As with Gantt Charts, Critical Path Analysis (CPA) or the Critical Path Method (CPM) helps you plan all tasks that must be completed as part of a project.
They act as the basis both for preparation of a schedule, and of resource planning. During management of a project, they allow you to monitor achievement of project goals. They help you to see where remedial action needs to be taken to get a project back on course. It took me a while to grasp this critical path concept not because it’s complicated but due to the lack of clarity around the available data.
What is critical path?
This seemingly complex topic is nothing more than a logical 2 dimensional tool you can use to determine the so called ‘important tasks’ or ‘hot tasks’ … nothing more than the tasks with the longest durations AND the tasks that fall on a crucial project path that is called ‘critical’ where if any of these ‘hot’ tasks is delayed, then the project outcome is at jeopardy.
Why is it so important?
It gives us a real-time snapshot on schedule lead & lag activity for risk response planning and an accurate representation of the most critical components of the schedule. It is the sequence of events for which, if any event is “improved”, the overall process will be “improved”. Here, “improved” is defined by reference to a specific performance measure.
The precedence relationship notation is included to improve the readability of the model, but the arrows are not used by the simulation. For simulation, the precedence relationships are established by the preconditions and postconditions of the events. A critical path is made up of activities that cannot be delayed without delaying the end date of the project.
How does one compute the critical path?
So what is the critical path and how do we determine it? Well, let’s first take a look at a network logic diagram for a simple sample project.
Each activity has a duration measured in weeks and the arrows show how each activity is depending on other activities to finish before they can start themselves. In the sample activity A must finish before C can start, and D can only start once C has finished etc. We can also see that activity C can only start once both A and B have finished.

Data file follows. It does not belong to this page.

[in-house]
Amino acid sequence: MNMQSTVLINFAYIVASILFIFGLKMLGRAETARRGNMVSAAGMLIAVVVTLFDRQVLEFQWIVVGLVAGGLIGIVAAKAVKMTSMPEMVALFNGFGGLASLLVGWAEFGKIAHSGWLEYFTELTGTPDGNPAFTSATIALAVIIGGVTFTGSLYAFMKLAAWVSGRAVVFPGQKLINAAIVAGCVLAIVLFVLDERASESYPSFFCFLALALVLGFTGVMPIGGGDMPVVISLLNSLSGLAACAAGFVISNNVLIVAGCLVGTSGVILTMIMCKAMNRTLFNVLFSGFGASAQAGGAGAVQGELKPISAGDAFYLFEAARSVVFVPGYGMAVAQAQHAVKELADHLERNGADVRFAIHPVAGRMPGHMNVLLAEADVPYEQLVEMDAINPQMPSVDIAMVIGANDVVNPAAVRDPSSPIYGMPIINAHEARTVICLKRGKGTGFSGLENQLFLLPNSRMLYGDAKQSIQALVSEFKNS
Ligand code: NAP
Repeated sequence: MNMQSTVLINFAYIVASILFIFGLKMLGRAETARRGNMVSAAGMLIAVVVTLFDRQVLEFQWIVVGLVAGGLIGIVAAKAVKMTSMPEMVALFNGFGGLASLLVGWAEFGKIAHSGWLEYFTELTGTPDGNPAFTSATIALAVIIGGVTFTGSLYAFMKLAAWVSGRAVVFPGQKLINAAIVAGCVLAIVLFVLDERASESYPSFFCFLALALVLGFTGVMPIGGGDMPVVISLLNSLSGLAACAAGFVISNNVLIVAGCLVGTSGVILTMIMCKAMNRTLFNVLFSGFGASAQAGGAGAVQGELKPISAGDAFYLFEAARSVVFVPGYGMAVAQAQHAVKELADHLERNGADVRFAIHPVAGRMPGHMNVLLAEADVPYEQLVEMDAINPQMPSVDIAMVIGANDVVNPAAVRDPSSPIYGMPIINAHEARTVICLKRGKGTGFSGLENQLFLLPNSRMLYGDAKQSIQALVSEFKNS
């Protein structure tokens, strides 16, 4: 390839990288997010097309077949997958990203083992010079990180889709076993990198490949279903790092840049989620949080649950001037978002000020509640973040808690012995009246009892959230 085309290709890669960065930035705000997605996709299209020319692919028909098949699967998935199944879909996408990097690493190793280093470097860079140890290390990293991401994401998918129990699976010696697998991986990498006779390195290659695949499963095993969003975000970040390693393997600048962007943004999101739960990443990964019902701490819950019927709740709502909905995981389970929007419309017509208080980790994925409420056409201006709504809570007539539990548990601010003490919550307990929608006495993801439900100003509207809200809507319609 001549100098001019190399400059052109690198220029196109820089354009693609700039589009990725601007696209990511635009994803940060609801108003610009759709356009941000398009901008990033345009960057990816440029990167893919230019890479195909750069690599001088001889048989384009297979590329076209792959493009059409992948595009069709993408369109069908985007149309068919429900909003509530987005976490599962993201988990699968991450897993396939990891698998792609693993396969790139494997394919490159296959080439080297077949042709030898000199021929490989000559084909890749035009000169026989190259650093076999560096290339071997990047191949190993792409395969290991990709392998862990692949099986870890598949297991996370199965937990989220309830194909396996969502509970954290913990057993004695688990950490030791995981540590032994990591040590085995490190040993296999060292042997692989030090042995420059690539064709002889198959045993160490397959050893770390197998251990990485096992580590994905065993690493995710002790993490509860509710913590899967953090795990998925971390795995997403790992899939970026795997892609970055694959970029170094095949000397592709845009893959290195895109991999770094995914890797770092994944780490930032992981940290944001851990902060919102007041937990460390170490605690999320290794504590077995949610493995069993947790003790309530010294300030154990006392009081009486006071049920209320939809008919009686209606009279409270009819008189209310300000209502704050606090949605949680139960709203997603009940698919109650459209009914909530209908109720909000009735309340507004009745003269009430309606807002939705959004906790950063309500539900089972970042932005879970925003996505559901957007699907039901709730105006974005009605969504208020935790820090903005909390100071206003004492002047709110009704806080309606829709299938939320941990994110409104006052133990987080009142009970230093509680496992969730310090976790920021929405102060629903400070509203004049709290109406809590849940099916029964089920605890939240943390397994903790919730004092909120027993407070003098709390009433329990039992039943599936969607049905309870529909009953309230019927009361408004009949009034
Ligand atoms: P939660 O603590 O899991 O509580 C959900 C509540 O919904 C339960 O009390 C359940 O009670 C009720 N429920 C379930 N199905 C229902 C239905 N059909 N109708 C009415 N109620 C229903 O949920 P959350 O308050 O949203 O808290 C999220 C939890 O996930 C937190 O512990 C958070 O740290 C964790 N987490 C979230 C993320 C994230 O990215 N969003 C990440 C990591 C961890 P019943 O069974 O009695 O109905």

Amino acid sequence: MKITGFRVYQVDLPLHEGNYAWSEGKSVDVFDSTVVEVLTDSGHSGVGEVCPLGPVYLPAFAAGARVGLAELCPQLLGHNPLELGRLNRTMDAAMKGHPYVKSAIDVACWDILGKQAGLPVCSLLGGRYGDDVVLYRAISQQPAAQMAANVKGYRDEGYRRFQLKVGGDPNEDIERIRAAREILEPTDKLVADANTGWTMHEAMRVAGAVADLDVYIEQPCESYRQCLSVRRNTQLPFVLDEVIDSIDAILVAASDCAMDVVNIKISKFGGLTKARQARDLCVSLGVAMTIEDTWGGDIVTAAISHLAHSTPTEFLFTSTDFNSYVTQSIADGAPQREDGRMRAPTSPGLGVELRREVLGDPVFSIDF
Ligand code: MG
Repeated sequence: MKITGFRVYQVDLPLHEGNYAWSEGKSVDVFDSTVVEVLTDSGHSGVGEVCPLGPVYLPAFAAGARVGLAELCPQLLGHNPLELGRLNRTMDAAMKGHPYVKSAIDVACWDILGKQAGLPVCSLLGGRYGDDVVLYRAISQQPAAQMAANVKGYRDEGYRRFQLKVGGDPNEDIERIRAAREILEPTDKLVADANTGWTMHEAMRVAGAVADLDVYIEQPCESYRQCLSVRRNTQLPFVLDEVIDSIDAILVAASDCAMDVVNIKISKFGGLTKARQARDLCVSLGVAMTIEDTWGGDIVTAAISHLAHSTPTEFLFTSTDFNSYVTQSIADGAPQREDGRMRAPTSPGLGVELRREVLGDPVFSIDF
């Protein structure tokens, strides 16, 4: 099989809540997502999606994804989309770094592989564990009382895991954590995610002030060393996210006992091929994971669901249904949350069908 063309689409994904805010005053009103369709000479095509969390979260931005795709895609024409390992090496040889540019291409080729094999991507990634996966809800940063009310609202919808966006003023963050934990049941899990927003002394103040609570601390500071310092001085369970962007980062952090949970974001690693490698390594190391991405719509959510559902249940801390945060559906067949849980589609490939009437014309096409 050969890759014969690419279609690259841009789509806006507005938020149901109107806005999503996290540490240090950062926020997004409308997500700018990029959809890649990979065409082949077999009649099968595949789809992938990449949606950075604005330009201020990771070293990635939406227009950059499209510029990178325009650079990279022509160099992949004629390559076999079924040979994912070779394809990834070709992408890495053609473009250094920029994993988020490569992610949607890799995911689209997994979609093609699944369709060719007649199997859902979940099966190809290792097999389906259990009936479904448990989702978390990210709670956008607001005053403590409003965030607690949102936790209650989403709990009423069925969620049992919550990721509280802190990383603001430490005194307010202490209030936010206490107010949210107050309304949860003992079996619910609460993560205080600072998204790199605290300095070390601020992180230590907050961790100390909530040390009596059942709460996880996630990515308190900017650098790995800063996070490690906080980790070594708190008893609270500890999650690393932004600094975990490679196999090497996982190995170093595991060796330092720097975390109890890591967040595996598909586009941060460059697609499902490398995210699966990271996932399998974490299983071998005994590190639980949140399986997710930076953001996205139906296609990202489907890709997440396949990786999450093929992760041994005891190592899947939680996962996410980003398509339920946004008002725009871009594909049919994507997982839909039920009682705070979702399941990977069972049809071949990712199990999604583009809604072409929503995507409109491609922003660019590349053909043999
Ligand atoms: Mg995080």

From the diagram we can determine three separate paths:
Start – A – C – D – Finish: 8 weeks
Start – B – C – D – Finish: 9 weeks
Start – B – E – F – Finish: 7 weeks
The critical path is defined as the longest path in the diagram and in our example it is path B-C-D that is the critical path of 9 weeks. What’s so critical about it? If one of the activities on the critical path is delayed the entire project is delayed!
Example, if activity D is delayed 1 week, the project will be delayed with 1 week.
But if activity E is delayed 1 week, it will not delay the project because the path activity E is on will just be 8 weeks and still be done one week ahead of the BCD path.
So the critical path is made up of activities that cannot be delayed without delaying the finish of the entire project.
What happens if activity E suddenly is delayed 3 weeks? In that case the B-E-F path becomes the new critical path of 10 weeks and the finish of the project is delayed. The project manager must now determine how to handle this delay or accept it as the new critical path.
Will a project only have one critical path? A project can easily have more than one critical path and in that case the project manager must know all of them.
Hope you enjoyed this quick overview. To learn more please connect with us or subscribe to our blog.
Joe Zaarour, PMP